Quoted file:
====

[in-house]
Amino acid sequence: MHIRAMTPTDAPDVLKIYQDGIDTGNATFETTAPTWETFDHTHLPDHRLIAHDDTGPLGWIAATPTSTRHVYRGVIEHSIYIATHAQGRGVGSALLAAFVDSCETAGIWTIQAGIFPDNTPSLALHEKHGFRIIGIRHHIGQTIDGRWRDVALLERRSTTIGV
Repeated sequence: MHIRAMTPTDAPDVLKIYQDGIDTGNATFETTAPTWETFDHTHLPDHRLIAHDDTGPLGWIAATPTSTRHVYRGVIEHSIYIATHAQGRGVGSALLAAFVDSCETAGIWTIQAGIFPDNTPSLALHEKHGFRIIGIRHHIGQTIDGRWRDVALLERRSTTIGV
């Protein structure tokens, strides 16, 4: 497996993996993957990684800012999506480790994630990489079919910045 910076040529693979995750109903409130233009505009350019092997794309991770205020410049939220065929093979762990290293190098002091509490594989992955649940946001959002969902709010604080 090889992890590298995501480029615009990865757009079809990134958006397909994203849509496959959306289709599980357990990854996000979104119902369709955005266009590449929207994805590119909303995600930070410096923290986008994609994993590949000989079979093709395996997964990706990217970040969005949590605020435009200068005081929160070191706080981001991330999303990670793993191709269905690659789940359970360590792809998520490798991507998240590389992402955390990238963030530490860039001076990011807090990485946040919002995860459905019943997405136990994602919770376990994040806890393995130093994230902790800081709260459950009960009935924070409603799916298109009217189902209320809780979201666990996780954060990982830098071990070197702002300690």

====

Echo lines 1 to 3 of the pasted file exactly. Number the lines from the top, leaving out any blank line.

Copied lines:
[in-house]
Amino acid sequence: MHIRAMTPTDAPDVLKIYQDGIDTGNATFETTAPTWETFDHTHLPDHRLIAHDDTGPLGWIAATPTSTRHVYRGVIEHSIYIATHAQGRGVGSALLAAFVDSCETAGIWTIQAGIFPDNTPSLALHEKHGFRIIGIRHHIGQTIDGRWRDVALLERRSTTIGV
Repeated sequence: MHIRAMTPTDAPDVLKIYQDGIDTGNATFETTAPTWETFDHTHLPDHRLIAHDDTGPLGWIAATPTSTRHVYRGVIEHSIYIATHAQGRGVGSALLAAFVDSCETAGIWTIQAGIFPDNTPSLALHEKHGFRIIGIRHHIGQTIDGRWRDVALLERRSTTIGV